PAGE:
• by swb (14022)

        I used to have the astronaut on the moon ASCII poster in my bedroom in high school.

        We used to print them on the DECwriter instead of the TTY33 because they were faster and looked better. The lab nazis would get pissed if they caught you running posters, but it was easier to get away with if it took less time. The TTYs were only viable if you snuck into one of the non-CompSci labs, like in the psychology building, after hours.

    • The AppleSoft Compiler. It seemed like magic, programs ran so much faster than interpreted. I seem to remember a demo BASIC brickout game being basically unplayable compiled because it ran so fast.

      • by jockm (233372)

        Microsoft's TASC was also impressive because it was written in AppleSoft Basic and compiled with itself. No small feat, considering the Basic of the time. It was the first compiler I ever bought.

    • WAIT 6502,1
    • by argStyopa (232550)

      I'm sure it's coincidental that "M$" likewise suggests Microsoft's financial rapacity, of course.

    • Re: (Score:3, Informative)

      by gstoddart (321705)

      What you say is interesting, but I disagree.

      People use M$ in the same way they use Di$ney ... to connote money grubbing corporations.

      I have never understood that to have anything to do with variables in BASIC.

      Though, for all I know, you could be correct. But I've never used it that way.

      • It means both. But the BASIC meaning is a useful fallback for people who complain "you're immature for using $ to connote money grubbing corporations."
    • I assumed that it was a reference to their relentless pursuit of cash at all costs (including quality).

    • by markhb (11721)
      The first Microsoft BASIC I ever ran was on the TRS-80 in my high school; I ran something like
      10 FOR A = 0 TO 1024
      20 PRINT CHR$(PEEK(A));
      30 NEXT A

      and somewhere along the way it came out with "M I C R O S O F T"
    • by mbstone (457308)

      Mod parent -1 Complete And Utter Bullshit.

    • Microsoft BASIC for Atari was awesome. Only superceded by BASTIC XL. But Microsoft was not always evil. I agree that Windows 8 sucks, of course.
  • I'm going to celebrate by making each of my kids write a simple program in BASIC. They can start on 4/20 and have to be complete by 4/30.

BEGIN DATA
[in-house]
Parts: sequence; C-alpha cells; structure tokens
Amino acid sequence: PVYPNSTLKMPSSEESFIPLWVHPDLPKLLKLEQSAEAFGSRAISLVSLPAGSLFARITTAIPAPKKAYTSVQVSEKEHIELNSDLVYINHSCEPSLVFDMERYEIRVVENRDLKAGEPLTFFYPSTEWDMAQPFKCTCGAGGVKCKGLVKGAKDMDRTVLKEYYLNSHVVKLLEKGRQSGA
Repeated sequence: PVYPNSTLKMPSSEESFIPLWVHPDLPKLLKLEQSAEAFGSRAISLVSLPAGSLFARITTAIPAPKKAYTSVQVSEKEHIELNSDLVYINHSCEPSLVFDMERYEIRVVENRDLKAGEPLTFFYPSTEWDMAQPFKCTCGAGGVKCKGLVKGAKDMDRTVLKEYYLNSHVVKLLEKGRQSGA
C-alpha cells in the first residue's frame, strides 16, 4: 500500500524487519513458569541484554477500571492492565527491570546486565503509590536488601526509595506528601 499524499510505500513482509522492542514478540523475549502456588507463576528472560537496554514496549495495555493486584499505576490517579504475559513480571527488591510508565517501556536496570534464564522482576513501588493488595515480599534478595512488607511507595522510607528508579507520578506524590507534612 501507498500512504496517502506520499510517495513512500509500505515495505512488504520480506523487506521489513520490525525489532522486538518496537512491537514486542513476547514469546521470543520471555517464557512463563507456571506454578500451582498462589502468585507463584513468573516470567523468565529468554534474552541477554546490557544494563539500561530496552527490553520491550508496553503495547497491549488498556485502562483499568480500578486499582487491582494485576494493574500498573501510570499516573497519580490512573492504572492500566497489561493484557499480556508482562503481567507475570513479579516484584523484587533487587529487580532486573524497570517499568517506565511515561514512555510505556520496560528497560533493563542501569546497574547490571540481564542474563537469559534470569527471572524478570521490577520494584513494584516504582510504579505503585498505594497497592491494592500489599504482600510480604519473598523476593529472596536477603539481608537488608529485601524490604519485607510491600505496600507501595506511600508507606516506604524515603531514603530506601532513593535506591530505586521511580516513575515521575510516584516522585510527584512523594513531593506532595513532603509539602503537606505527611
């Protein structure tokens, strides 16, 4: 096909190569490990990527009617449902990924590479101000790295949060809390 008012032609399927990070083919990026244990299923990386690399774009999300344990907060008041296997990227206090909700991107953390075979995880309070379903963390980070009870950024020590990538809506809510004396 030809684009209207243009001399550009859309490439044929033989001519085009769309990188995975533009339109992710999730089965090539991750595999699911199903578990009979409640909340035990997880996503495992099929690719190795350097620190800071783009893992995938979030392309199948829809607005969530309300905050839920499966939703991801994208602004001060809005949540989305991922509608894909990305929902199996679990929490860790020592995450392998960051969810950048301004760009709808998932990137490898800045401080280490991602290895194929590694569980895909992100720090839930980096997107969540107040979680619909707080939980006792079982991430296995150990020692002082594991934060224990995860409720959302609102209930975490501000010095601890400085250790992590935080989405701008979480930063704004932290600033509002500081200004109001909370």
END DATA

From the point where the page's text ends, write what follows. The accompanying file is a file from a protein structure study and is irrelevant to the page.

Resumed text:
It's how I got started by gum and if it was good enough for me, and it was, than it's good enough for them!

    http://www.freebasic.net/ [freebasic.net]

  • 20 LET X = 0
    30 IF X = 50 THEN 60
    40 LET X = X + 1
    50 GOTO 30
    60 PRINT "HAPPY "
    70 PRINT X
    80 PRINT " BASIC!"
    • As memory serves, you would want semicolons after lines 60 and 70 so as not to cause a new line. The dangers of posting untested code to the web.

      Anyway, I thought I'd share the greatest program I ever wrote: a chat-bot. I was 8 and taking a summer school BASIC class in 1984. Near the end of the summer, we had a group of seniors visiting, so I wrote a really simple chat program - just asked some questions and provided canned responses. When those seniors saw the computer talking about the weather they go

  • As a senior at Taylor Allderdice HS (Squirrel Hill) in Pittsburgh, I had my ONLY formal programming class, in BASIC. When I went to engineering school at Carnegie-Mellon, I was not required to take any programming classes, so I chose not to.

    So of course my entire career has been spent using computers. I did use BASIC on my first job (HP 9830, dual cassette drives and a whopping 16KB of RAM), doing real-time data acquisition on large centrifugal compressors. I also wrote a resume as a series of PRINT stat
  • by Gondola (189182) on Wednesday April 09, 2014 @09:21AM (#46703867)

    Back in the day, I knew people that could provide me with magic phone numbers that would allow me to dial anywhere in the world, for free. Imagine that, right? I was only like 13. Statute of limitations and all that. This was in the 80s I guess.

    Anyway, I remember we used to somehow dial into a Darthmouth mainframe and from there we could do a couple things. They had some kind of multiuser Zork (or Zork-ish) text adventure that you could play. I tried it a couple times but I couldn't get into it at the time, even though I loved Infocom games.

    The biggest appeal was getting into the chat system. There, we could chat with what I assume were Darthmouth college students. "JOIN XYZ" I think was the command from the main menu.

    There was this cool VT display of who was in the chat, so you could tell how many people were there. I used to chat with these people all the time. It was great for a precocious 13 year old who couldn't talk with his peers because his vocabulary and worldview was greatly expanded from theirs. How unfortunate that my social skills were so backward at the same time.